Back foot: Toes angled in, toward the top corner of your mat, at a roughly 45-degree angle. The outer edge (pinkie toe-side) of the foot is pressing into the mat.

Legs: Front-knee bent at a ninety-degree angle, knee over ankle. To ensure your knee isn’t collapsing in, look down and make sure you can smile at your front big toe. The back leg is really where it’s at in this posture. The inner seam of the leg is going to want to sink toward the floor. Resist the temptation and press up from the inner arch. Take a tiny bend in the back knee to avoid locking it, and think about turning the kneecap and the inner thigh flesh up and out, away from the opposite leg.

Hips: Square! Or with the intention of square. They may never get there, and that’s okay.

Upper body: Arms raised, shoulders down the back, gaze at your thumbs. Angels sing.

Warrior Two 

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Feet: Get off the train tracks and find a tightrope. Here the feet are in one line: The heel of the front foot bisects the arch of the back, which means you’ll have to do a little shuffle to get your feet into position if coming into Warrior Two from Warrior One. The angle of the back toes is the same as in Warrior One.

Legs: Back leg is long and strong. Play with increasing the distance between your feet, from the top of the mat to the back. You may be able to bend a little bit more deeply into the front knee. Check out your first few toes.

Hips: Warrior Two is a hip opener, and the action comes from allowing your thighs to open out and away from each other. A strong foundation in the legs will allow you to sink safely into the hips. Tuck your tailbone underneath you instead of letting your butt poke out behind you, and again, ensure that your bent knee isn’t collapsing inward.

Upper Body: The shoulders love to creep up to the ears in this pose. Drop ’em! Float your shoulders over your hips, draw your shoulder blades together, and open through the collarbones. It’s also common for the torso to creep forward as the front hand reaches. Explore centering your body right above your hips

Arms: Think about making one long arm from the tips of your front fingers to the tips of your back fingers. The back hand likes to go a little wonky here, so sneak a peek and see that it’s extending out evenly from the wrist. Turn your gaze back to your front hand and ask yourself, “What is my life’s purpose!?”

 

And, a little yoga PSA: Remember Right Movement! What makes it “right” is that it’s right for you. Always feel free, in any class, to slow down and come into right alignment, even if the teacher is urging you on. Finding these poses in your own body is more important than finding them in someone else’s flow. Namaste.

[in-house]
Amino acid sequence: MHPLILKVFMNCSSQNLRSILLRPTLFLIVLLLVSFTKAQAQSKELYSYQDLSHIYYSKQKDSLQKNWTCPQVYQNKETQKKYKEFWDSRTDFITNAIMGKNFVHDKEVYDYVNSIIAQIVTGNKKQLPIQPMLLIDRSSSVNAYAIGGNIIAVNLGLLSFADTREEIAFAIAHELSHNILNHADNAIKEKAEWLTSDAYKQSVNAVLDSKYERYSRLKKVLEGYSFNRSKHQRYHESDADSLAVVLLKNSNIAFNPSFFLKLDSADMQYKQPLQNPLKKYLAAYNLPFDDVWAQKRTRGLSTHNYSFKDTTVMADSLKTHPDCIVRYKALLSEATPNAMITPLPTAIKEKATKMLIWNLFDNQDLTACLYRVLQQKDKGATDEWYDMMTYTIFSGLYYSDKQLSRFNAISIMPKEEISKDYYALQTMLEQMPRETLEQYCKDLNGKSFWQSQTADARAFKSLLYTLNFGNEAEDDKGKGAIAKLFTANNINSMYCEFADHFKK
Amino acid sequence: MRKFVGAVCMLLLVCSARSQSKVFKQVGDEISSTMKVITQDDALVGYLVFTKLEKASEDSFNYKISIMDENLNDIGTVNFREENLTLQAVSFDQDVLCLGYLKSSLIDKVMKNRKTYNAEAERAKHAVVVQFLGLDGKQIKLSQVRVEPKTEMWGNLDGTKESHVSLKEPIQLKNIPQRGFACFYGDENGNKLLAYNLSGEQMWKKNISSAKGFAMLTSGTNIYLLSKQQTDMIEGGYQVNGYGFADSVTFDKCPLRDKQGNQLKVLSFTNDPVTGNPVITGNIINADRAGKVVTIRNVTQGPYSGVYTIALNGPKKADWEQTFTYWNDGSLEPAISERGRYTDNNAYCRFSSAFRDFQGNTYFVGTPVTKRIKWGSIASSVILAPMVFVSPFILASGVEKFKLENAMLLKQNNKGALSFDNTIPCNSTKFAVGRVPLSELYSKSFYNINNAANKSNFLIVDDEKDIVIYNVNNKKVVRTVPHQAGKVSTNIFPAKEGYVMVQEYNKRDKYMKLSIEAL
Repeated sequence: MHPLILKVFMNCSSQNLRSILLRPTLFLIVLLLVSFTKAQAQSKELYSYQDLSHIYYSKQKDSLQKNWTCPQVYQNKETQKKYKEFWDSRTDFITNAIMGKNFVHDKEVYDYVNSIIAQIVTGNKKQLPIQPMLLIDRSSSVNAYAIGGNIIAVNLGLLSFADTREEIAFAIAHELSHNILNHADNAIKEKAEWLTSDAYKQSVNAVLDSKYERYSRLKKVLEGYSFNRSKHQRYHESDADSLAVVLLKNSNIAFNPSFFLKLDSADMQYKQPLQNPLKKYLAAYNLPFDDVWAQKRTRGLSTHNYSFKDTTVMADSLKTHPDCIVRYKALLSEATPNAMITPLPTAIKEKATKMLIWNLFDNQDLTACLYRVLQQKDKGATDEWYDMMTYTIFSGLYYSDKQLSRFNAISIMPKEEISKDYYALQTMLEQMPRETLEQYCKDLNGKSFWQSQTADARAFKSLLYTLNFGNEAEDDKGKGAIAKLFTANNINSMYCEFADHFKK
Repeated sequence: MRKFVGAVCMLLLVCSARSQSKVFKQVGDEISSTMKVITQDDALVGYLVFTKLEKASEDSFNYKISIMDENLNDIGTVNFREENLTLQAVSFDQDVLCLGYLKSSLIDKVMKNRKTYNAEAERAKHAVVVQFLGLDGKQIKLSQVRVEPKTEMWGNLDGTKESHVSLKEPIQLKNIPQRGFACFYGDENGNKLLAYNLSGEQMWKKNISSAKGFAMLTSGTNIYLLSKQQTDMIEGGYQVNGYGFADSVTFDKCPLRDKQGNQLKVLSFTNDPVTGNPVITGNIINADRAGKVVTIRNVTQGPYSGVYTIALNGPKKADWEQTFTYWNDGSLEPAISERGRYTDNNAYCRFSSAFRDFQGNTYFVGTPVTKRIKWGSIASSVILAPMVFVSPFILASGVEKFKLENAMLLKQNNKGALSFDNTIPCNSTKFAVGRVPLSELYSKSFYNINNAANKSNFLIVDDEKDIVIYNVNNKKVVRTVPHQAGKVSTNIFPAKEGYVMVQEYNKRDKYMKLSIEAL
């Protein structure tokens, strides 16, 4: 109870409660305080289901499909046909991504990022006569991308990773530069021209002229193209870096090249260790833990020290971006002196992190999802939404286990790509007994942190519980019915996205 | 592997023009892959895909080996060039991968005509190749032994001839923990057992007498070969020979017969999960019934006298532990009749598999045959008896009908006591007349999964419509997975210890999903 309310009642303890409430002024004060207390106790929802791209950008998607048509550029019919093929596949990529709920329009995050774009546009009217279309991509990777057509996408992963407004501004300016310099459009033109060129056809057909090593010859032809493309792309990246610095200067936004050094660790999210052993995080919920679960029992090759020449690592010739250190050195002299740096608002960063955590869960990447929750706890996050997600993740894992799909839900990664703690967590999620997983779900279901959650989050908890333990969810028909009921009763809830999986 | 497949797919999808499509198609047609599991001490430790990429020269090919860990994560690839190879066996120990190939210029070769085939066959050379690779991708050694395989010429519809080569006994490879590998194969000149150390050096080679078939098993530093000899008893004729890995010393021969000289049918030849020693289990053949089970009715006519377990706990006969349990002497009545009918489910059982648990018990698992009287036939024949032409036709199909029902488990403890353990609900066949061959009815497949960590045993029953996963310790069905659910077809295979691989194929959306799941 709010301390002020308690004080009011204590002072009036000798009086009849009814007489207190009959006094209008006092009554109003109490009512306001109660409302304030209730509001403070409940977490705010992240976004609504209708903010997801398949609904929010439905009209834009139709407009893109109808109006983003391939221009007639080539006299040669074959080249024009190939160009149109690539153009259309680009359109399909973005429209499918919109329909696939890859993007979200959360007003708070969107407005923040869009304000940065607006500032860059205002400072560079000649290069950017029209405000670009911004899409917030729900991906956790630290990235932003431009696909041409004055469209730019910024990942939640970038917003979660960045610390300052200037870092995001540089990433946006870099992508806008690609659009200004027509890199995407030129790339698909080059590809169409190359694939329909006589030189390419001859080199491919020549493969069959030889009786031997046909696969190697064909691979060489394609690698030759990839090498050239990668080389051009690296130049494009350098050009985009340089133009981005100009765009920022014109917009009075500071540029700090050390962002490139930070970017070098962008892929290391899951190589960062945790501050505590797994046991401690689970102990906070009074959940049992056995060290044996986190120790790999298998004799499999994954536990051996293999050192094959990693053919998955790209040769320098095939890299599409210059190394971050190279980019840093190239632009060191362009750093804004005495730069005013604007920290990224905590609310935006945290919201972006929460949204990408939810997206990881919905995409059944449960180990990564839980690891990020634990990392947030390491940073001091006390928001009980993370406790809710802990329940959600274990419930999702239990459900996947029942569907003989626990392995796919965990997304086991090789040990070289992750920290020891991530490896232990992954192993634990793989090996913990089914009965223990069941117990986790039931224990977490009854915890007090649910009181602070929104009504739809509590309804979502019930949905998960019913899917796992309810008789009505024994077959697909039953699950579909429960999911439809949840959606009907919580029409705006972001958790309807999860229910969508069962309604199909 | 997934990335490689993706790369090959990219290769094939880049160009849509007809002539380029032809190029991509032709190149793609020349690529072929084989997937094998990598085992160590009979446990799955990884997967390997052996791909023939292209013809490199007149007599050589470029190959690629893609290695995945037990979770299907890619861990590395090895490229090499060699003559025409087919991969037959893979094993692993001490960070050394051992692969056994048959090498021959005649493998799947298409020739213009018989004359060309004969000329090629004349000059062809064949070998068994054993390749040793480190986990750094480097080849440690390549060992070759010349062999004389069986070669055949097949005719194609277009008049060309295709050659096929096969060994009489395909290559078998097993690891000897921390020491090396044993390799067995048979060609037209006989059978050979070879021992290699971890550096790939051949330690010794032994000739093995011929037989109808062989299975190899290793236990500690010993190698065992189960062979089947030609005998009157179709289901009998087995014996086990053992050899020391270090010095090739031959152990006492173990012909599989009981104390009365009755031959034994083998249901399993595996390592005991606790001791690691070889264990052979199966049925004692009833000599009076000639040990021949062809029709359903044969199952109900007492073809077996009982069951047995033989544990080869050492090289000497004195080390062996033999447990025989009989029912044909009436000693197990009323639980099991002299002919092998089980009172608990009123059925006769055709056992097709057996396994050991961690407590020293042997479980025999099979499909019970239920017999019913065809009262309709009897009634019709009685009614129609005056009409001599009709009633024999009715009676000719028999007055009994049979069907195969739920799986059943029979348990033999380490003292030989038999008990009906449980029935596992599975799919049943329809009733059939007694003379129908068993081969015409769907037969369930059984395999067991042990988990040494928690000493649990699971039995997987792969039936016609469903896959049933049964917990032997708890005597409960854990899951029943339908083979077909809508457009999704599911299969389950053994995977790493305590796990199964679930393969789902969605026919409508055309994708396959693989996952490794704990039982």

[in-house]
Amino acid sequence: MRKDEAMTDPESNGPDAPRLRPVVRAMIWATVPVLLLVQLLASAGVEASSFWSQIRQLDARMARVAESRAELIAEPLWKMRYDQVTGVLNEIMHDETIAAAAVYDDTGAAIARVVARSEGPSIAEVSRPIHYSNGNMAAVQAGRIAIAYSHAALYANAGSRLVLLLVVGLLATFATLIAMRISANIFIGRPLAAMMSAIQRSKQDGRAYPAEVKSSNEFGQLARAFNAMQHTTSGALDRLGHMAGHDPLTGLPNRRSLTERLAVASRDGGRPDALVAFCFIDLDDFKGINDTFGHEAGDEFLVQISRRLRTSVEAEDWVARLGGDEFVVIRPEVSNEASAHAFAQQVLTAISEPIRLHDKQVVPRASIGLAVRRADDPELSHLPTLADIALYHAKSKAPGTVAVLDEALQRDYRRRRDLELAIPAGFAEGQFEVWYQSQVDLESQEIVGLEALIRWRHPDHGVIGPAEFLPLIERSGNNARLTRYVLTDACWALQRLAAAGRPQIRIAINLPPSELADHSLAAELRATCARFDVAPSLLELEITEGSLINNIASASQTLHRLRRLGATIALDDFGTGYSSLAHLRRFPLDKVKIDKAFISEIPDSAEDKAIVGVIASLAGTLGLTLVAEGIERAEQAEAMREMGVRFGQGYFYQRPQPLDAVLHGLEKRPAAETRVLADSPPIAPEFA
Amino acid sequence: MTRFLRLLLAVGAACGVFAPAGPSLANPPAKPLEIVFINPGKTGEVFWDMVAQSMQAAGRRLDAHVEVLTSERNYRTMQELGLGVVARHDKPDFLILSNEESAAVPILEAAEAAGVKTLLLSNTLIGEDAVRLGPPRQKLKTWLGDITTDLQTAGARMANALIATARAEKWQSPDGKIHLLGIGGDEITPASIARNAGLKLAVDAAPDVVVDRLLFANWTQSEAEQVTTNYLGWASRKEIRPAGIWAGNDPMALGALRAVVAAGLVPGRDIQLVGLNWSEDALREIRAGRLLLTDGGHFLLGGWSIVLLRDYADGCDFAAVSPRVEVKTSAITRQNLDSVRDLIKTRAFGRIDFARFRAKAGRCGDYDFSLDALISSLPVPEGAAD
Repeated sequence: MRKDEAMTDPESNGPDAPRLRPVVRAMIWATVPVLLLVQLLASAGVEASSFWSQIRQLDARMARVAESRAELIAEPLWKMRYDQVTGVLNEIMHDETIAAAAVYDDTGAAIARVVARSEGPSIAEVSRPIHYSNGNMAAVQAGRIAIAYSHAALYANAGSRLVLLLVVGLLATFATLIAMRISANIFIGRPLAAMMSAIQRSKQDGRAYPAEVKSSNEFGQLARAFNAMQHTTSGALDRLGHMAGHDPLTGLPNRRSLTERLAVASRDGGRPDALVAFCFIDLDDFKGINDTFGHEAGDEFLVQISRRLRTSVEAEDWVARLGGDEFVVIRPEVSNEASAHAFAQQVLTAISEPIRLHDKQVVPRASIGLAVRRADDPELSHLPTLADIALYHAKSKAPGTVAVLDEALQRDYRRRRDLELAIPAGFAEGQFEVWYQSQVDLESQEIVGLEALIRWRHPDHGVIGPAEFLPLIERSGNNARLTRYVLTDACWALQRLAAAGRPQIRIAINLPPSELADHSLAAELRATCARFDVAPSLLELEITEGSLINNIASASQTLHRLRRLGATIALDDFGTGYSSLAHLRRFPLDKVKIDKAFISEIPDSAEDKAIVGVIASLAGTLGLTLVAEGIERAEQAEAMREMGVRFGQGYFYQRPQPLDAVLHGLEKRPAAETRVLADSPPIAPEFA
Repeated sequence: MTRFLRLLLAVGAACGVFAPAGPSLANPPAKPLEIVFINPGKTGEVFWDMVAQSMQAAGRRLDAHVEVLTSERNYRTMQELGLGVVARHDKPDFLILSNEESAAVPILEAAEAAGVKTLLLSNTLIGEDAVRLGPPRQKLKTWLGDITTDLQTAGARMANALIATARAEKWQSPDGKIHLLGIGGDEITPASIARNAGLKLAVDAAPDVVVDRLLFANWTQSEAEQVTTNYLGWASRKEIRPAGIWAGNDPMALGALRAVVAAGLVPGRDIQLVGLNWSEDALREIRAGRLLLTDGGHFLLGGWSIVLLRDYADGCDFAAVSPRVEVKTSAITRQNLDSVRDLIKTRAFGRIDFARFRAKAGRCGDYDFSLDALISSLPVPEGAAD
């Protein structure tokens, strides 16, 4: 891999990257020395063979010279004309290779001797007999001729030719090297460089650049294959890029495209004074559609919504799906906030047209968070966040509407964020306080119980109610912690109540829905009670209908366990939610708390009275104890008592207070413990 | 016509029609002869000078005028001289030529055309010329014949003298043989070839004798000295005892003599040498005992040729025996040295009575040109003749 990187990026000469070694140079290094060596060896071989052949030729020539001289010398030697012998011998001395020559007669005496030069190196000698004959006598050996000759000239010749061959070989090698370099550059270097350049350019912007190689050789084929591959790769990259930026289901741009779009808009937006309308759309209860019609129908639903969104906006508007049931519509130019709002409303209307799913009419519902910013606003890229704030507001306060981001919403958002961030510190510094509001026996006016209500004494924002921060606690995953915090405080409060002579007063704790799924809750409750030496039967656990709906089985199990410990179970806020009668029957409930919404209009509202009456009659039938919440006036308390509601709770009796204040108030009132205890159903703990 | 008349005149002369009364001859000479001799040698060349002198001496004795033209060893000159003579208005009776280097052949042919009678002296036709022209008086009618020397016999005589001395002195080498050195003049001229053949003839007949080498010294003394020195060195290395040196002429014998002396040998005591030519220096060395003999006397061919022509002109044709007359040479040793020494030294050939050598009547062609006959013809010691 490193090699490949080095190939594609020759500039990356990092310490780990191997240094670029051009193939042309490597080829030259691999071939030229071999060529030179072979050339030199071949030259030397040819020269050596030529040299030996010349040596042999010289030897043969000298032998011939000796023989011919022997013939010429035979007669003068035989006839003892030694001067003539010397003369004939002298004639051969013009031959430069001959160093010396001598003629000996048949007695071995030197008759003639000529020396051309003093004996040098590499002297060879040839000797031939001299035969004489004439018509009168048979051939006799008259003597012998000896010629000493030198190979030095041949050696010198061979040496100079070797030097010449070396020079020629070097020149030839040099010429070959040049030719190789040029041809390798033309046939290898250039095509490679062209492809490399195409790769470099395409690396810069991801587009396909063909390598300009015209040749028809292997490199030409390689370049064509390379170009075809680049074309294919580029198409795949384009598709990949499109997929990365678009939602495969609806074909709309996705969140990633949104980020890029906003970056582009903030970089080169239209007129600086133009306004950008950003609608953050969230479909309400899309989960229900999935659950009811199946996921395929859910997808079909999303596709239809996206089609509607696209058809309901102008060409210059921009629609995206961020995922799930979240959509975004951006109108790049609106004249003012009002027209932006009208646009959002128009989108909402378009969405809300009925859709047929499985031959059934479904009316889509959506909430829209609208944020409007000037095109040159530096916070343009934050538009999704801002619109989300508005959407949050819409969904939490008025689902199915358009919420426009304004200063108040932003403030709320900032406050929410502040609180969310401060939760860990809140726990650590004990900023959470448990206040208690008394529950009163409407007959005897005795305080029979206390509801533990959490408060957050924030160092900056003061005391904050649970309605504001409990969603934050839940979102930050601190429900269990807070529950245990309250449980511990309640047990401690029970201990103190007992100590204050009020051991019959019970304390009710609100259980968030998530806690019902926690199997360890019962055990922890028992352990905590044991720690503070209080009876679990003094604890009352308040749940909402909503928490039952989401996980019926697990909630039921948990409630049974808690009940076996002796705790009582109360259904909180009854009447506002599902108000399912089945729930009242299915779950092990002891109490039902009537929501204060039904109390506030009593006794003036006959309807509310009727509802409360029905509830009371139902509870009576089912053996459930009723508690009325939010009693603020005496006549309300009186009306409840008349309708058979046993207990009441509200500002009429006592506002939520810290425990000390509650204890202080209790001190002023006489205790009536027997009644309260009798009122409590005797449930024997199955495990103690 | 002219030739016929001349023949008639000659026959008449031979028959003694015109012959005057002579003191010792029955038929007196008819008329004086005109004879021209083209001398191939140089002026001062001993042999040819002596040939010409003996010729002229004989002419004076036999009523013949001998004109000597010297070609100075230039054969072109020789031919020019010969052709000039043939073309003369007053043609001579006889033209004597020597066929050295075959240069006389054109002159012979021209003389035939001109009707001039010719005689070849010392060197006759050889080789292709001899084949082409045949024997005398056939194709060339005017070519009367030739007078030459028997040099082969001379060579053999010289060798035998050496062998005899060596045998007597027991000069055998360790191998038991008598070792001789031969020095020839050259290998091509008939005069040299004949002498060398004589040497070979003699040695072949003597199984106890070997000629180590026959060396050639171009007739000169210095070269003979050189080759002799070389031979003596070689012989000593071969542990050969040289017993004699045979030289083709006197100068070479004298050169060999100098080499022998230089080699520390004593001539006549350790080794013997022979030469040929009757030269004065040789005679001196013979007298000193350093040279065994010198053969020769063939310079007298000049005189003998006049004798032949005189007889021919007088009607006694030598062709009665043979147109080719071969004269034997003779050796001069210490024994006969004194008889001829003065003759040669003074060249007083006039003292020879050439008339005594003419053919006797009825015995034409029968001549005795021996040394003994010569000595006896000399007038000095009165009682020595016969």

Photos: Reposted from the awesome Instagram account Where Is My Mat

Yoga 101: Relaxing Heart Openers

Our modern posture has gone from homo-erectus to “homo-hunchy-textus” with most of us spending time hunched over a computer or slouching over our cell phones. The result is a caving inward of the chest, and a sinking of the heart – which can manifest in both the physical and energetic realms.

As Valentines Day approaches, what better time to cultivate an open, loving heart?

 

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And what more delicious way than with an indulgent Restorative or Yin heart opening asana? Restorative and Yin yoga styles ask us to find a shape and to stay… and breath…. and give in to gravity… and let the shapes do their work. We hold these postures for a few minutes each, rather than just a few breaths, and with that decadent time the nervous system resets, fascia and connective tissue releases and patterns of constriction, tension or resistance slowly begin to melt.

 

Heart opening shapes support the health and vibrance of the heart chakra,  Anahata Chakra in Sanskrit.

Anahata is the wellspring of love, warmth, compassion, and joy… it is the center of your deep bonds with other beings, your sense of caring and compassion, your feelings of self-love, altruism, generosity, kindness, and respect…. The “way of the heart” or the “path of the heart” is living your life from this energy center of love.
-Read more at Chakra Anatomy

 

 

So – make a playlist of a few of your favorite relaxing, romantic songs, light a candle or two, and relax into any or all of these supported heart openers.

 

  • Use a couch pillow or a blanket for this soft supportive version. Legs can be in butterfly shape or stretched out long.
  • Create this Supported Fish Pose by placing a yoga block, small pillow or even a stack of books right under your shoulder girdle. If your head doesn't rest on the floor, place a blanket below so you're fully supported.